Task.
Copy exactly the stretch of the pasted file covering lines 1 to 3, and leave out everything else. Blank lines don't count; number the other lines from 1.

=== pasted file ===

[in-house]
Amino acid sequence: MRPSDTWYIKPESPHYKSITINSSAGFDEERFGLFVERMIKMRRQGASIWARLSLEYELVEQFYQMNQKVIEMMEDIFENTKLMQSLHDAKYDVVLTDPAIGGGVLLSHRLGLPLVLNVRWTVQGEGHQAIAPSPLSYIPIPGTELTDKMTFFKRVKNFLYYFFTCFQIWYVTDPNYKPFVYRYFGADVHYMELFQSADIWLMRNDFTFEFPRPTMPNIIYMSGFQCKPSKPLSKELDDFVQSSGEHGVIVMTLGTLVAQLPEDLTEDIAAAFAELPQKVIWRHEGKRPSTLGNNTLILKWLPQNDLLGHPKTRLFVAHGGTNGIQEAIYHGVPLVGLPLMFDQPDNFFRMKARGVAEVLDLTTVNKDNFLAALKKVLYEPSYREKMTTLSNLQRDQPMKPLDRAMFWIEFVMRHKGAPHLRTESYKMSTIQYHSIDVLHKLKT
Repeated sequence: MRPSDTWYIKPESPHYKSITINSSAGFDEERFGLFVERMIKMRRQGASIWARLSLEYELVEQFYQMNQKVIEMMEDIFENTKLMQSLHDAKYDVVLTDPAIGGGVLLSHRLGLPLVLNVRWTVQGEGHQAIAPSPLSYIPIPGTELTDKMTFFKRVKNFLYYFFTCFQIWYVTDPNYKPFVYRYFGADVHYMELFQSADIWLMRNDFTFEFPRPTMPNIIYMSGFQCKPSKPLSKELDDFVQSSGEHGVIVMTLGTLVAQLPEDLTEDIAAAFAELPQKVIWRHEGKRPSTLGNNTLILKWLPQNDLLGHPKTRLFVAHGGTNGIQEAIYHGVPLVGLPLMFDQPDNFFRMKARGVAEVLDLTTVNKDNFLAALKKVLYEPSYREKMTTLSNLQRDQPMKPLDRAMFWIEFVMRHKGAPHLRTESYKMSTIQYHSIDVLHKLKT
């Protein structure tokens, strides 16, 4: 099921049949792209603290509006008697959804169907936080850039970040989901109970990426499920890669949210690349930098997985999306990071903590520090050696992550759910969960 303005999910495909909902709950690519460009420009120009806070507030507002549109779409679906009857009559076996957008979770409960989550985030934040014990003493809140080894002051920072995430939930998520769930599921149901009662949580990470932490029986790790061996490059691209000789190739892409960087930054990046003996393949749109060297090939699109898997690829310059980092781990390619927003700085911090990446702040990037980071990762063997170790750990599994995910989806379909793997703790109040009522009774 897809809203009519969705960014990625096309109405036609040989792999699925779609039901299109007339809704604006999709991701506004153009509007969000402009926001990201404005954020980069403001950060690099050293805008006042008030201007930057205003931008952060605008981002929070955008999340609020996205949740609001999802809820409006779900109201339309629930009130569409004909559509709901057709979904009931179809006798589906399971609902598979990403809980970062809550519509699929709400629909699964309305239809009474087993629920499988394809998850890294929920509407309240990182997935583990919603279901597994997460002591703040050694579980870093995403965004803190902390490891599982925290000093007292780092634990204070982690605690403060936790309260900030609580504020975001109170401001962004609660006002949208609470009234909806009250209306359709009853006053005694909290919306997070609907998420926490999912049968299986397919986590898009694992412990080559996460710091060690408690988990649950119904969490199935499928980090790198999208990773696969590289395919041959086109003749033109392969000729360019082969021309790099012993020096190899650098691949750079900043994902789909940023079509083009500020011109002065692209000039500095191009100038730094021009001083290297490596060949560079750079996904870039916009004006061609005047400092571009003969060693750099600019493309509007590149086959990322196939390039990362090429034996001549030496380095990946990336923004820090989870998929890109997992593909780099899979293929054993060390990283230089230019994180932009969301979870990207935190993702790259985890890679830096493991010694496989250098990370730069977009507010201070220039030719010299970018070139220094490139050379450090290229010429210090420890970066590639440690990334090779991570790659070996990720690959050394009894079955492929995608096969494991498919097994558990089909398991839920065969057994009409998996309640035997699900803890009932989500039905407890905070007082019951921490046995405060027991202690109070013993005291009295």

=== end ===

[in-house]
Amino acid sequence: MRPSDTWYIKPESPHYKSITINSSAGFDEERFGLFVERMIKMRRQGASIWARLSLEYELVEQFYQMNQKVIEMMEDIFENTKLMQSLHDAKYDVVLTDPAIGGGVLLSHRLGLPLVLNVRWTVQGEGHQAIAPSPLSYIPIPGTELTDKMTFFKRVKNFLYYFFTCFQIWYVTDPNYKPFVYRYFGADVHYMELFQSADIWLMRNDFTFEFPRPTMPNIIYMSGFQCKPSKPLSKELDDFVQSSGEHGVIVMTLGTLVAQLPEDLTEDIAAAFAELPQKVIWRHEGKRPSTLGNNTLILKWLPQNDLLGHPKTRLFVAHGGTNGIQEAIYHGVPLVGLPLMFDQPDNFFRMKARGVAEVLDLTTVNKDNFLAALKKVLYEPSYREKMTTLSNLQRDQPMKPLDRAMFWIEFVMRHKGAPHLRTESYKMSTIQYHSIDVLHKLKT
Repeated sequence: MRPSDTWYIKPESPHYKSITINSSAGFDEERFGLFVERMIKMRRQGASIWARLSLEYELVEQFYQMNQKVIEMMEDIFENTKLMQSLHDAKYDVVLTDPAIGGGVLLSHRLGLPLVLNVRWTVQGEGHQAIAPSPLSYIPIPGTELTDKMTFFKRVKNFLYYFFTCFQIWYVTDPNYKPFVYRYFGADVHYMELFQSADIWLMRNDFTFEFPRPTMPNIIYMSGFQCKPSKPLSKELDDFVQSSGEHGVIVMTLGTLVAQLPEDLTEDIAAAFAELPQKVIWRHEGKRPSTLGNNTLILKWLPQNDLLGHPKTRLFVAHGGTNGIQEAIYHGVPLVGLPLMFDQPDNFFRMKARGVAEVLDLTTVNKDNFLAALKKVLYEPSYREKMTTLSNLQRDQPMKPLDRAMFWIEFVMRHKGAPHLRTESYKMSTIQYHSIDVLHKLKT